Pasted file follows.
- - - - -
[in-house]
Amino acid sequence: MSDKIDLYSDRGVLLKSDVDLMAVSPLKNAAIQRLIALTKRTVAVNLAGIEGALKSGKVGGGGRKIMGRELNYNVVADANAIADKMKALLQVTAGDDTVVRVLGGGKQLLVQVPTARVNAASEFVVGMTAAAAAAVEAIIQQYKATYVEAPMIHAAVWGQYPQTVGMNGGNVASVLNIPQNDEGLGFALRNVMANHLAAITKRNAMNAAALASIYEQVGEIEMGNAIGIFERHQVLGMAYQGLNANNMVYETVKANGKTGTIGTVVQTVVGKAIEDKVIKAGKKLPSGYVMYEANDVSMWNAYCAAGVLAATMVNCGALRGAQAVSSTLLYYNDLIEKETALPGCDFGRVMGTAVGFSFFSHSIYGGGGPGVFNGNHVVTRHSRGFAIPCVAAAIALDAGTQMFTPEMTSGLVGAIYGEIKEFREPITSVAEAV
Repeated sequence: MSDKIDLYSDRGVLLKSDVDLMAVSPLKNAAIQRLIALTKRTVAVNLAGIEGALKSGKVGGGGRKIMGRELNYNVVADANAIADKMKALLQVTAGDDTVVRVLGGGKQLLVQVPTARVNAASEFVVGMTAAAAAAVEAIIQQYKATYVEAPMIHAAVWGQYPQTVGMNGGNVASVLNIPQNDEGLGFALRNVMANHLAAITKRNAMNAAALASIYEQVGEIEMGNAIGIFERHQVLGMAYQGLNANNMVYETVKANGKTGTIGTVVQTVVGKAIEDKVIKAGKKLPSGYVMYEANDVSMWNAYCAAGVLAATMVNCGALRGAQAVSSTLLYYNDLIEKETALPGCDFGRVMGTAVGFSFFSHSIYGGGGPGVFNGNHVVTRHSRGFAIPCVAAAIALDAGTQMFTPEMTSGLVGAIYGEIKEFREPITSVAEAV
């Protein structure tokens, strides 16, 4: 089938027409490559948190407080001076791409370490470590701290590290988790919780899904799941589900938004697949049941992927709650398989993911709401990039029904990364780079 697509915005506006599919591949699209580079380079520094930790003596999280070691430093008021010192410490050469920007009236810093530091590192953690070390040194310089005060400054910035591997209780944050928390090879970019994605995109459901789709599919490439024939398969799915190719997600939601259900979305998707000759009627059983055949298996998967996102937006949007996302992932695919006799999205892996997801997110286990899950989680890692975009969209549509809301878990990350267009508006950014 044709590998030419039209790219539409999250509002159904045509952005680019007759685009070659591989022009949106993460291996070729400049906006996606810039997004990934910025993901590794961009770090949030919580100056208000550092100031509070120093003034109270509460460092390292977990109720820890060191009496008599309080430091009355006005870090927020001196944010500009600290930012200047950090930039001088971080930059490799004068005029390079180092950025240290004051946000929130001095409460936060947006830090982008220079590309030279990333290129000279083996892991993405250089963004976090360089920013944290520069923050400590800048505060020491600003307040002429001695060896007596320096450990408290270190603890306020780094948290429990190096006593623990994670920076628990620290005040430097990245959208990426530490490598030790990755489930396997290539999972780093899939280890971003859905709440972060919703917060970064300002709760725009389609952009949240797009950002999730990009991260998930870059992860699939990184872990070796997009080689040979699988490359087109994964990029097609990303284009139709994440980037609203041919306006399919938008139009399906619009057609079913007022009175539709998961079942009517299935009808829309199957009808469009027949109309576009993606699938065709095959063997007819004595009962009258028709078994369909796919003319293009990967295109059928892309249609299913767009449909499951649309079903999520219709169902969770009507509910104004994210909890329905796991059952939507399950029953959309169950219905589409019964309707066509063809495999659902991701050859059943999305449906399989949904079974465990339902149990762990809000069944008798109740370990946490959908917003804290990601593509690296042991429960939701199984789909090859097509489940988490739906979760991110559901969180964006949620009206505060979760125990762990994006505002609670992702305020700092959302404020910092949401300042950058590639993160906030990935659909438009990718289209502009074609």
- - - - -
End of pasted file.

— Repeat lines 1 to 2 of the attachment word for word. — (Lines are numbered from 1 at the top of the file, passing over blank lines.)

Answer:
[in-house]
Amino acid sequence: MSDKIDLYSDRGVLLKSDVDLMAVSPLKNAAIQRLIALTKRTVAVNLAGIEGALKSGKVGGGGRKIMGRELNYNVVADANAIADKMKALLQVTAGDDTVVRVLGGGKQLLVQVPTARVNAASEFVVGMTAAAAAAVEAIIQQYKATYVEAPMIHAAVWGQYPQTVGMNGGNVASVLNIPQNDEGLGFALRNVMANHLAAITKRNAMNAAALASIYEQVGEIEMGNAIGIFERHQVLGMAYQGLNANNMVYETVKANGKTGTIGTVVQTVVGKAIEDKVIKAGKKLPSGYVMYEANDVSMWNAYCAAGVLAATMVNCGALRGAQAVSSTLLYYNDLIEKETALPGCDFGRVMGTAVGFSFFSHSIYGGGGPGVFNGNHVVTRHSRGFAIPCVAAAIALDAGTQMFTPEMTSGLVGAIYGEIKEFREPITSVAEAV